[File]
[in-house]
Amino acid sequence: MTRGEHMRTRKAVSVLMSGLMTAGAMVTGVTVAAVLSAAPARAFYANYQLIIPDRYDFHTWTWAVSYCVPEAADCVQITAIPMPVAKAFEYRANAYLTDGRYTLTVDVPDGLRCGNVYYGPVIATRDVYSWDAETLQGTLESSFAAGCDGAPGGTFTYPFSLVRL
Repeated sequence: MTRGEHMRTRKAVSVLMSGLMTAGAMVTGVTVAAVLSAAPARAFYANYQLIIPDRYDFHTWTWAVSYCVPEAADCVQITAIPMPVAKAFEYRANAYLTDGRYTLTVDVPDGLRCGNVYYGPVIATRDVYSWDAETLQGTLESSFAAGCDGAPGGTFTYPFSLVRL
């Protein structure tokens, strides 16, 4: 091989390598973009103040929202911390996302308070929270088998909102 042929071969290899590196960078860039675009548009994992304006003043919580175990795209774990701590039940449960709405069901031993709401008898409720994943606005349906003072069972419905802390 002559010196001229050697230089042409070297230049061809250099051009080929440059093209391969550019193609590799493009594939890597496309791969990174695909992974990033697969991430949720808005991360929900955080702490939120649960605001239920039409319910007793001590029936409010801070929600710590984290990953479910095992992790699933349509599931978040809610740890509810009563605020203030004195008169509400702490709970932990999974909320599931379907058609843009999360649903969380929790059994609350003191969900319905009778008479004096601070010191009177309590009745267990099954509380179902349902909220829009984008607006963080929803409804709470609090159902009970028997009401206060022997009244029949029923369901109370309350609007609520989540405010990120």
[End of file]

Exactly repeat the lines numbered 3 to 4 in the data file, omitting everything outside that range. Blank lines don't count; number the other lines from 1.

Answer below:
Repeated sequence: MTRGEHMRTRKAVSVLMSGLMTAGAMVTGVTVAAVLSAAPARAFYANYQLIIPDRYDFHTWTWAVSYCVPEAADCVQITAIPMPVAKAFEYRANAYLTDGRYTLTVDVPDGLRCGNVYYGPVIATRDVYSWDAETLQGTLESSFAAGCDGAPGGTFTYPFSLVRL
């Protein structure tokens, strides 16, 4: 091989390598973009103040929202911390996302308070929270088998909102 042929071969290899590196960078860039675009548009994992304006003043919580175990795209774990701590039940449960709405069901031993709401008898409720994943606005349906003072069972419905802390 002559010196001229050697230089042409070297230049061809250099051009080929440059093209391969550019193609590799493009594939890597496309791969990174695909992974990033697969991430949720808005991360929900955080702490939120649960605001239920039409319910007793001590029936409010801070929600710590984290990953479910095992992790699933349509599931978040809610740890509810009563605020203030004195008169509400702490709970932990999974909320599931379907058609843009999360649903969380929790059994609350003191969900319905009778008479004096601070010191009177309590009745267990099954509380179902349902909220829009984008607006963080929803409804709470609090159902009970028997009401206060022997009244029949029923369901109370309350609007609520989540405010990120």